Soda Pop Soldier essentially takes the e-sports concept (DOTA 2, Starcraft, etc.) that offers the promise of making buckets of money by playing video games to talented gamers, and mixes it up with a heavy dose of corporatization (well, a heavier dose than it already has) and a heaping serving of teenage boy wish fulfillment.
See, gamer PerfectQuestion (yes, that’s his name) fights for ColaCorp in an online wargame called WarWorld, where other megacorporations battle each other for dominance in the real world of advertising. That’s right: somehow, these mega-companies have agreed to tie the possibility of advertising on, say, the Times Square Jumbotron to the level of success a bunch of gamers have in a virtual Modern Warfare-style war game. At the same time, the battles are broadcast successfully to millions of viewers, who even have the chance to be recruited as temporary soldiers in the online battles.
As the story gets started, PerfectQuestion (MAN did I get sick of that name after a few pages) isn’t doing too well. His team is getting its collective asses whupped by that of the competing corporation. They are strongly urged to reverse the tide in the next big showdown, lest they find themselves fired and replaced by newer, better gamers. So it’s fight well or unemployment for PQ.
At the same time, PerfectQuestion’s girlfriend Sancerré has just walked out on him (and PQ strongly suspects she’s cheating on him with someone more successful), the rent is due, and PQ mainly finds solace in large amounts of booze.
In desperation, he spends some of his dwindling savings on access to the Black, a separate (and illegal) online gamespace that’s presented as a more immersive version of Diablo (complete with torture fantasies and so on) and holds out the promise of rich real-world monetary rewards, but also holds all kinds of danger. Gradually, it becomes clear that PQ may have gotten involved in a much larger plot …
And that’s pretty much all you need to know about Soda Pop Soldier. The novel’s blurb bills it as “Call of Duty meets Ready Player One,” and while I haven’t read Ready Player One (yet), I’m fairly sure that that novel stands head and shoulders above the mess that is Soda Pop Soldier. Overlong virtual battle scenes in the corporate WarWorld alternate with meandering virtual fantasy scenes in the Black, punctuated by brief intervals in reality that read like poor noir-for-noir’s-sake. The whole thing’s held together by an annoying whinebucket of a protagonist and barely managed to hold my interest until the end.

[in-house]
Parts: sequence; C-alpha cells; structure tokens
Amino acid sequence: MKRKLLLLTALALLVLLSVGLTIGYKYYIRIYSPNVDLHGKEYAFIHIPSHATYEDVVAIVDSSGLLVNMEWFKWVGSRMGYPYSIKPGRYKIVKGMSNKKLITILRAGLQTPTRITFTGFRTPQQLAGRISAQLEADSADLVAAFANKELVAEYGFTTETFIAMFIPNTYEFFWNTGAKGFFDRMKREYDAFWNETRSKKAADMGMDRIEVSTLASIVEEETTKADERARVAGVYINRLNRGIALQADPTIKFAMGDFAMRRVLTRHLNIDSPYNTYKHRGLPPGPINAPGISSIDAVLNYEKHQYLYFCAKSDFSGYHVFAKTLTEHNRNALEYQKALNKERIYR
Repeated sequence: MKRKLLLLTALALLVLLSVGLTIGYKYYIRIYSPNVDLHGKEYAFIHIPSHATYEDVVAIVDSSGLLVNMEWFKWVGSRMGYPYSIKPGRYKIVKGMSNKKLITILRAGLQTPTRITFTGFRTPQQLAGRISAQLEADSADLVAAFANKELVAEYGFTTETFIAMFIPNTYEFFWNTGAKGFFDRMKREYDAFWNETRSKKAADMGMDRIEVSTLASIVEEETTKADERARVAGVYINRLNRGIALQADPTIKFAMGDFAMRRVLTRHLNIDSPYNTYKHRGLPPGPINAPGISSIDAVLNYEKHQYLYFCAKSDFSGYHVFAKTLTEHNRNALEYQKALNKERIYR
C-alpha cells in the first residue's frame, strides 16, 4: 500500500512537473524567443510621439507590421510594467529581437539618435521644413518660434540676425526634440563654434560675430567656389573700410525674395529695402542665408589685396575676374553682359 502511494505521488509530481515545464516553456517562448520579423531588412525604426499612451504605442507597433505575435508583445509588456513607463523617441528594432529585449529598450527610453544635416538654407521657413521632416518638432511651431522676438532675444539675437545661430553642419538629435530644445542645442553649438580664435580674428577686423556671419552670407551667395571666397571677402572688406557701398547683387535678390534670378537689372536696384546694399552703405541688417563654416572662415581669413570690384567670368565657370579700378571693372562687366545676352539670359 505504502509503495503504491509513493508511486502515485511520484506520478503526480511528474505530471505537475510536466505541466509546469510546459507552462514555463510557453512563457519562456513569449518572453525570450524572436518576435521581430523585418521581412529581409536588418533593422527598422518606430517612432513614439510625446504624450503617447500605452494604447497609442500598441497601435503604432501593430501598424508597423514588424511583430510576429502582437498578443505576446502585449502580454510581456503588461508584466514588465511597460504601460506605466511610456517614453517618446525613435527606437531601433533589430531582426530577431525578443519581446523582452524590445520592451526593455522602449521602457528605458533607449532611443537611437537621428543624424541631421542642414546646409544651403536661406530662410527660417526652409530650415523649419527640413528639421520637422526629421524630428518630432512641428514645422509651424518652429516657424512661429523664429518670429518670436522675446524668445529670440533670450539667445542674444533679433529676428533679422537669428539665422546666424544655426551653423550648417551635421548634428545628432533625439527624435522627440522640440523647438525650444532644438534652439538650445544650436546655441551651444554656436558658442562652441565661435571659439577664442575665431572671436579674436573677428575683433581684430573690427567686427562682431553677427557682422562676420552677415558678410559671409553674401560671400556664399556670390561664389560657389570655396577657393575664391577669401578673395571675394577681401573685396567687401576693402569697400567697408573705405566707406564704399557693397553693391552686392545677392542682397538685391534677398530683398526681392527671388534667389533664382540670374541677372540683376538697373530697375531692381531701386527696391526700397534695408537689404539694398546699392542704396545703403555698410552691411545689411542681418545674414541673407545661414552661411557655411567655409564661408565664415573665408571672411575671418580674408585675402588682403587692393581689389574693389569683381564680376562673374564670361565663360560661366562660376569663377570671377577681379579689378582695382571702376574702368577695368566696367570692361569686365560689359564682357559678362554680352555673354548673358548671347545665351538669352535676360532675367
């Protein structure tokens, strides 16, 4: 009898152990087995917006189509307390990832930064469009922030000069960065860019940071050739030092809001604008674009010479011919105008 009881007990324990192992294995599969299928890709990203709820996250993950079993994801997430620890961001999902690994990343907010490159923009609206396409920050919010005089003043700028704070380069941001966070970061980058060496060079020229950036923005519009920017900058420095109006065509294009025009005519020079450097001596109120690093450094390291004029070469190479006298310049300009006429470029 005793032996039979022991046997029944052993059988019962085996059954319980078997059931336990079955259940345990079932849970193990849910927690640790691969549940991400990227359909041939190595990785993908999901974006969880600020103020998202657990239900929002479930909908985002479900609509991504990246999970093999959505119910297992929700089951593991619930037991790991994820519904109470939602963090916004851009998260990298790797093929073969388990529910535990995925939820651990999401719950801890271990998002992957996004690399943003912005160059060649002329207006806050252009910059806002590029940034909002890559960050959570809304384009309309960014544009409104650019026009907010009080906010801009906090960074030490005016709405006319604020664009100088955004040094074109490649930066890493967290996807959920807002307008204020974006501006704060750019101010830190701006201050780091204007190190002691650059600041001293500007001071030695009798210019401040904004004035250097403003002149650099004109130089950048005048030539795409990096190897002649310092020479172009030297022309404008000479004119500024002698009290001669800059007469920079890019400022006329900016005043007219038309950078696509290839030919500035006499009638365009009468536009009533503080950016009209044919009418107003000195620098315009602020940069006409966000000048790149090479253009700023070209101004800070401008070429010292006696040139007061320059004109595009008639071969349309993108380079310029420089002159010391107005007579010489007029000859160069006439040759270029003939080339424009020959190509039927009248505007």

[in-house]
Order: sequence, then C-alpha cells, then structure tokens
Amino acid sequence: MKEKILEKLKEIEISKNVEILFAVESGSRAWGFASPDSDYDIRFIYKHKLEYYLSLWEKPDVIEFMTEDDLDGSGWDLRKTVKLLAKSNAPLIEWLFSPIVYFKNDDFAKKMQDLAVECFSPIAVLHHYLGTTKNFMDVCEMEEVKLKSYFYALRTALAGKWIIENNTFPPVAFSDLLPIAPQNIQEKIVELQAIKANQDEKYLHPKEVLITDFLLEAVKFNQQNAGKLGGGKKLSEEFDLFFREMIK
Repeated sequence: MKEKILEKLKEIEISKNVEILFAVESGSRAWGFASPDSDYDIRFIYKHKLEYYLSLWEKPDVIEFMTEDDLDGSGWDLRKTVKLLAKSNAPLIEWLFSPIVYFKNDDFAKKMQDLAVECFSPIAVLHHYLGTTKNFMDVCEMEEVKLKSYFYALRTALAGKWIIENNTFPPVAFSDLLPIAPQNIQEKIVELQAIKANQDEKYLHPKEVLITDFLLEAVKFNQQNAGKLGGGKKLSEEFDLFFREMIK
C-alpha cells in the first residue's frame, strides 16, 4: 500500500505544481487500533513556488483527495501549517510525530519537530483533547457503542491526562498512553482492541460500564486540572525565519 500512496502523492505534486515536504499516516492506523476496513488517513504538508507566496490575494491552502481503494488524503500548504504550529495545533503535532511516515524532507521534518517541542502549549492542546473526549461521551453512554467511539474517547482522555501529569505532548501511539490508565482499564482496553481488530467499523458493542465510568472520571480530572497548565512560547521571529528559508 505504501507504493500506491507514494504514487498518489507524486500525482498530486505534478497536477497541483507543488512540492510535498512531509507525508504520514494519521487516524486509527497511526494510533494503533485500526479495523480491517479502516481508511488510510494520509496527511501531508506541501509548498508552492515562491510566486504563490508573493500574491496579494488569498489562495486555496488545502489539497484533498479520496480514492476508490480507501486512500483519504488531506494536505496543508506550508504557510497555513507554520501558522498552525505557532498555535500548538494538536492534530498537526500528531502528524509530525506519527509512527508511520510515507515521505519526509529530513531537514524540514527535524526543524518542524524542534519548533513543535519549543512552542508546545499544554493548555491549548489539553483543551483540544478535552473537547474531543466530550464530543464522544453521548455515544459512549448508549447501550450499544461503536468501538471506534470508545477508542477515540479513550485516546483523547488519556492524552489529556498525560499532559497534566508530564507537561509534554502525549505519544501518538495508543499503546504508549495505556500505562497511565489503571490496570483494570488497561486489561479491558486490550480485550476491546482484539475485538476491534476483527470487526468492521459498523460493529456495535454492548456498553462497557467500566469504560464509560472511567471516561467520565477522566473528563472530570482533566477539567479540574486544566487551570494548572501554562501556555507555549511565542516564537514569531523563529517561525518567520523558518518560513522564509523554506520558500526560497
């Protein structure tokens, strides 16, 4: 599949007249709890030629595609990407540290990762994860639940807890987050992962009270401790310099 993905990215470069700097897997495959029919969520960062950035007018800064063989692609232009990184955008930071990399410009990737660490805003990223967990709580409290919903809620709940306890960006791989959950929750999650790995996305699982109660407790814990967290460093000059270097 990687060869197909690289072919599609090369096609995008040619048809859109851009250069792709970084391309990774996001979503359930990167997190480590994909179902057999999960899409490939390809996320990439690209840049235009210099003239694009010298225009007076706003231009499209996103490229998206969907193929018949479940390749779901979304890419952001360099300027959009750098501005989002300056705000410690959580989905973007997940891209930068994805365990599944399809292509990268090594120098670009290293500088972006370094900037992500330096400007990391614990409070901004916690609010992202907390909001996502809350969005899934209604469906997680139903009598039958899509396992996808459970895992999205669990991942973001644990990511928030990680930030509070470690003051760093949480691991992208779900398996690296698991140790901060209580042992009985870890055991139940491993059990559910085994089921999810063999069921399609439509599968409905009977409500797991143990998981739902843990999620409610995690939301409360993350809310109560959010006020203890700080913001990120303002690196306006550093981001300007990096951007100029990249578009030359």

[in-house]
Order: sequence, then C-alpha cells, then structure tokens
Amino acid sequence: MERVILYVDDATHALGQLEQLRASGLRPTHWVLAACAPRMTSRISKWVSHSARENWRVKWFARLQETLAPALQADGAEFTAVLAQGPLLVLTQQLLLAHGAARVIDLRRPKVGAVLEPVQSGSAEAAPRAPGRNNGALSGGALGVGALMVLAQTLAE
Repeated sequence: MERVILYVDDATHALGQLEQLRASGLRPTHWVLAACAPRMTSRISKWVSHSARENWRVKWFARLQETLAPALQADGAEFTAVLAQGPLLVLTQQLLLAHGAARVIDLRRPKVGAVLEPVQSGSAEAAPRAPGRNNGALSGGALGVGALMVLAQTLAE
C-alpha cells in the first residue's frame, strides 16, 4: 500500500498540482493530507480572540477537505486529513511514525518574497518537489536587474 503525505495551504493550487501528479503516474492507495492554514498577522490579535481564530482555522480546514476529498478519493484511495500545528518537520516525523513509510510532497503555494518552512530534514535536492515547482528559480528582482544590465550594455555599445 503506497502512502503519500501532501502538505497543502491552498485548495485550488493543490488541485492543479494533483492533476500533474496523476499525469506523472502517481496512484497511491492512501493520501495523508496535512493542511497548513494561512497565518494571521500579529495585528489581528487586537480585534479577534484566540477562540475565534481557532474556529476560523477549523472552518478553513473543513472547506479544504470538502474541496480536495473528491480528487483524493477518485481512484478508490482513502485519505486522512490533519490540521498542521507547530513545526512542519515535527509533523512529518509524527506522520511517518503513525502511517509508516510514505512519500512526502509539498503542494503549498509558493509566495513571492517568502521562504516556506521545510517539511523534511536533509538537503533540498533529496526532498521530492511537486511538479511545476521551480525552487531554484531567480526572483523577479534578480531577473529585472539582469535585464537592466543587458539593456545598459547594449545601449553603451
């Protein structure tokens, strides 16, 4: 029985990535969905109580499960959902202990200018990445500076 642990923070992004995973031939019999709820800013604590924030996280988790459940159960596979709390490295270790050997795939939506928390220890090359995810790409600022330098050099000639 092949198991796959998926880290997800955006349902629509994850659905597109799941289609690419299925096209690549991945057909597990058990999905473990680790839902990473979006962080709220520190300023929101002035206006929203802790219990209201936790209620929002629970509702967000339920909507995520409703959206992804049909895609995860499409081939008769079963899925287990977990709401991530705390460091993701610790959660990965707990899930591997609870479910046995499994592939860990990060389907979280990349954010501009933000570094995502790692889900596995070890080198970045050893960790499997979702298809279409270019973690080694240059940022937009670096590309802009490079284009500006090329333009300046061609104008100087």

Positives? Well, I really liked the main character’s (mostly off-screen) girlfriend’s name: Sancerré. Pretty, right? Sadly she’s mostly off-screen and consistently portrayed as a cheating gold-digger who left PQ because he couldn’t keep her in luxury as promised. Other positives? Some of the interactions between PQ and his online gaming buddies were well done. There’s a section when a squad of fighters who model themselves on characters from the Aliens movies join in; PQ has no idea about those movies which leads to some fun inside jokes. And um … well, that’s about all I’ve got in terms of positive.
I really can’t recommend Soda Pop Soldier, unless you have a strong yen to read a book that feels like the masturbatory fantasy of a teenage gamer. I finished it, mainly out of a stubborn curiosity to see where it would end, but spent most of the time annoyed at various aspects of the novel. Two stars out of five on my personal scale, because some of the combat scenes were decently written, but mostly this is a missed opportunity.
(And on a final note: that title? And that cover? Yikes.)